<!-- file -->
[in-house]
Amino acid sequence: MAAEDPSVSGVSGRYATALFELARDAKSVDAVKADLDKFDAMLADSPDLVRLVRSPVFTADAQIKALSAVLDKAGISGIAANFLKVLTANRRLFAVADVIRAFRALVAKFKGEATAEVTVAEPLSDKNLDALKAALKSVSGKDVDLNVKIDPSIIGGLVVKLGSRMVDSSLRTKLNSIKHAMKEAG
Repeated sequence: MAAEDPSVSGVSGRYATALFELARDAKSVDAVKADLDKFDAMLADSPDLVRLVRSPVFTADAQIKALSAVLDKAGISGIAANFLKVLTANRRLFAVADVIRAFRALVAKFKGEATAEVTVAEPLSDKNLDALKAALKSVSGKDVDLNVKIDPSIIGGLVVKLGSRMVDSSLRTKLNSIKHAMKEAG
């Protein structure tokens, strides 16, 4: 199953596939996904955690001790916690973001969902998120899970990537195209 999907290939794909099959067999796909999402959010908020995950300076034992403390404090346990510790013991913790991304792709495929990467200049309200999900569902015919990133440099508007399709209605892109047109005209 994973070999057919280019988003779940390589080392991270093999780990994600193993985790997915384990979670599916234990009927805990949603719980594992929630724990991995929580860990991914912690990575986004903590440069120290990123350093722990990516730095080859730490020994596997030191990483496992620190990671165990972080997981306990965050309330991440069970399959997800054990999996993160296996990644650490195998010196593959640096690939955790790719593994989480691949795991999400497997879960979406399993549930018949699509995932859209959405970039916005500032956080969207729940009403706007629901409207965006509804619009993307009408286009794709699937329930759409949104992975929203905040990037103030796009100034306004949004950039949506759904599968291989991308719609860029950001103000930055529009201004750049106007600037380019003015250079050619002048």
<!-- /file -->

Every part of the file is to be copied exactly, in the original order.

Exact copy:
[in-house]
Amino acid sequence: MAAEDPSVSGVSGRYATALFELARDAKSVDAVKADLDKFDAMLADSPDLVRLVRSPVFTADAQIKALSAVLDKAGISGIAANFLKVLTANRRLFAVADVIRAFRALVAKFKGEATAEVTVAEPLSDKNLDALKAALKSVSGKDVDLNVKIDPSIIGGLVVKLGSRMVDSSLRTKLNSIKHAMKEAG
Repeated sequence: MAAEDPSVSGVSGRYATALFELARDAKSVDAVKADLDKFDAMLADSPDLVRLVRSPVFTADAQIKALSAVLDKAGISGIAANFLKVLTANRRLFAVADVIRAFRALVAKFKGEATAEVTVAEPLSDKNLDALKAALKSVSGKDVDLNVKIDPSIIGGLVVKLGSRMVDSSLRTKLNSIKHAMKEAG
């Protein structure tokens, strides 16, 4: 199953596939996904955690001790916690973001969902998120899970990537195209 999907290939794909099959067999796909999402959010908020995950300076034992403390404090346990510790013991913790991304792709495929990467200049309200999900569902015919990133440099508007399709209605892109047109005209 994973070999057919280019988003779940390589080392991270093999780990994600193993985790997915384990979670599916234990009927805990949603719980594992929630724990991995929580860990991914912690990575986004903590440069120290990123350093722990990516730095080859730490020994596997030191990483496992620190990671165990972080997981306990965050309330991440069970399959997800054990999996993160296996990644650490195998010196593959640096690939955790790719593994989480691949795991999400497997879960979406399993549930018949699509995932859209959405970039916005500032956080969207729940009403706007629901409207965006509804619009993307009408286009794709699937329930759409949104992975929203905040990037103030796009100034306004949004950039949506759904599968291989991308719609860029950001103000930055529009201004750049106007600037380019003015250079050619002048």